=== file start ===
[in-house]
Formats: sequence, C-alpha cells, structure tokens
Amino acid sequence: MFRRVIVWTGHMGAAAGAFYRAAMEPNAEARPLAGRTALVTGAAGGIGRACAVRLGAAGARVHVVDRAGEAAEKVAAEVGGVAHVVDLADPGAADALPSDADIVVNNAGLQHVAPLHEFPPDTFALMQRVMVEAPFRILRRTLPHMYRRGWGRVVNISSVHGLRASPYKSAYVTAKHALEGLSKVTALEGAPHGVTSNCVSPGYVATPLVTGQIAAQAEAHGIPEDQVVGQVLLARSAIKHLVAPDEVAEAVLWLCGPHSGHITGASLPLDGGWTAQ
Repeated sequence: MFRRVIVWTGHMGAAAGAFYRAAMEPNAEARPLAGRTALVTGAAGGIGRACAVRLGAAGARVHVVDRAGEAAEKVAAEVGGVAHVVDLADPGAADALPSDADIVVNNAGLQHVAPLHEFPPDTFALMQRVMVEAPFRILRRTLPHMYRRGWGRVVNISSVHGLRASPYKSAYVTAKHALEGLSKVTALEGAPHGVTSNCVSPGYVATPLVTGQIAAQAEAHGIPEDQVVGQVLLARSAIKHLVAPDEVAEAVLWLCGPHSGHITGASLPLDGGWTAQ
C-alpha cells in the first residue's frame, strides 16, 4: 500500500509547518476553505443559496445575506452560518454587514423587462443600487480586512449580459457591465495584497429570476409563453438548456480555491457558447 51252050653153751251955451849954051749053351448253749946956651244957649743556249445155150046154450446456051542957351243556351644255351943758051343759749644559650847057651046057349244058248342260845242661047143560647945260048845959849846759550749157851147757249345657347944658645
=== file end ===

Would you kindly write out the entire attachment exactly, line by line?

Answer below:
[in-house]
Formats: sequence, C-alpha cells, structure tokens
Amino acid sequence: MFRRVIVWTGHMGAAAGAFYRAAMEPNAEARPLAGRTALVTGAAGGIGRACAVRLGAAGARVHVVDRAGEAAEKVAAEVGGVAHVVDLADPGAADALPSDADIVVNNAGLQHVAPLHEFPPDTFALMQRVMVEAPFRILRRTLPHMYRRGWGRVVNISSVHGLRASPYKSAYVTAKHALEGLSKVTALEGAPHGVTSNCVSPGYVATPLVTGQIAAQAEAHGIPEDQVVGQVLLARSAIKHLVAPDEVAEAVLWLCGPHSGHITGASLPLDGGWTAQ
Repeated sequence: MFRRVIVWTGHMGAAAGAFYRAAMEPNAEARPLAGRTALVTGAAGGIGRACAVRLGAAGARVHVVDRAGEAAEKVAAEVGGVAHVVDLADPGAADALPSDADIVVNNAGLQHVAPLHEFPPDTFALMQRVMVEAPFRILRRTLPHMYRRGWGRVVNISSVHGLRASPYKSAYVTAKHALEGLSKVTALEGAPHGVTSNCVSPGYVATPLVTGQIAAQAEAHGIPEDQVVGQVLLARSAIKHLVAPDEVAEAVLWLCGPHSGHITGASLPLDGGWTAQ
C-alpha cells in the first residue's frame, strides 16, 4: 500500500509547518476553505443559496445575506452560518454587514423587462443600487480586512449580459457591465495584497429570476409563453438548456480555491457558447 51252050653153751251955451849954051749053351448253749946956651244957649743556249445155150046154450446456051542957351243556351644255351943758051343759749644559650847057651046057349244058248342260845242661047143560647945260048845959849846759550749157851147757249345657347944658645